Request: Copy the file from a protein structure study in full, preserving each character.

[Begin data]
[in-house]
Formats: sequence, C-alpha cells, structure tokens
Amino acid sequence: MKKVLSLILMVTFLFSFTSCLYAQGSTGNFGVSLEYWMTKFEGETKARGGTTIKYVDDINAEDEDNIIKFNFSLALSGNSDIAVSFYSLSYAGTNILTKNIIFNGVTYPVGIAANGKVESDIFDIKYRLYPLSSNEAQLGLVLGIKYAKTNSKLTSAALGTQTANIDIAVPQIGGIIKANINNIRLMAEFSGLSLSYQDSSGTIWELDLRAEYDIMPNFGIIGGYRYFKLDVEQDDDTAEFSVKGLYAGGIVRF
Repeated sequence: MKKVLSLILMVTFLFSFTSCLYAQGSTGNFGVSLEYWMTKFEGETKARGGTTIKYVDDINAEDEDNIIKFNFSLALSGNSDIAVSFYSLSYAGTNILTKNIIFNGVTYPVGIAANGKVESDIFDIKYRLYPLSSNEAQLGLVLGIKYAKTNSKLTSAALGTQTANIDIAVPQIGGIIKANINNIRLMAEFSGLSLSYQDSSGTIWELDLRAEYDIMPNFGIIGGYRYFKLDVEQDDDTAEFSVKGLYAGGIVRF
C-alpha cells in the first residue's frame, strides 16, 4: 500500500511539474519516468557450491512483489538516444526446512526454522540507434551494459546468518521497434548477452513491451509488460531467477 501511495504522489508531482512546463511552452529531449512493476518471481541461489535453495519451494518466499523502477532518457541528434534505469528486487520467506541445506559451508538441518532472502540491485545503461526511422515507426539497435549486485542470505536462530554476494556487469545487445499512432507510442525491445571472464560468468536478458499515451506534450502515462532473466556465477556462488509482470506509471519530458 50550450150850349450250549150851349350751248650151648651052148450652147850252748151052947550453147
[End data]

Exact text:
[in-house]
Formats: sequence, C-alpha cells, structure tokens
Amino acid sequence: MKKVLSLILMVTFLFSFTSCLYAQGSTGNFGVSLEYWMTKFEGETKARGGTTIKYVDDINAEDEDNIIKFNFSLALSGNSDIAVSFYSLSYAGTNILTKNIIFNGVTYPVGIAANGKVESDIFDIKYRLYPLSSNEAQLGLVLGIKYAKTNSKLTSAALGTQTANIDIAVPQIGGIIKANINNIRLMAEFSGLSLSYQDSSGTIWELDLRAEYDIMPNFGIIGGYRYFKLDVEQDDDTAEFSVKGLYAGGIVRF
Repeated sequence: MKKVLSLILMVTFLFSFTSCLYAQGSTGNFGVSLEYWMTKFEGETKARGGTTIKYVDDINAEDEDNIIKFNFSLALSGNSDIAVSFYSLSYAGTNILTKNIIFNGVTYPVGIAANGKVESDIFDIKYRLYPLSSNEAQLGLVLGIKYAKTNSKLTSAALGTQTANIDIAVPQIGGIIKANINNIRLMAEFSGLSLSYQDSSGTIWELDLRAEYDIMPNFGIIGGYRYFKLDVEQDDDTAEFSVKGLYAGGIVRF
C-alpha cells in the first residue's frame, strides 16, 4: 500500500511539474519516468557450491512483489538516444526446512526454522540507434551494459546468518521497434548477452513491451509488460531467477 501511495504522489508531482512546463511552452529531449512493476518471481541461489535453495519451494518466499523502477532518457541528434534505469528486487520467506541445506559451508538441518532472502540491485545503461526511422515507426539497435549486485542470505536462530554476494556487469545487445499512432507510442525491445571472464560468468536478458499515451506534450502515462532473466556465477556462488509482470506509471519530458 50550450150850349450250549150851349350751248650151648651052148450652147850252748151052947550453147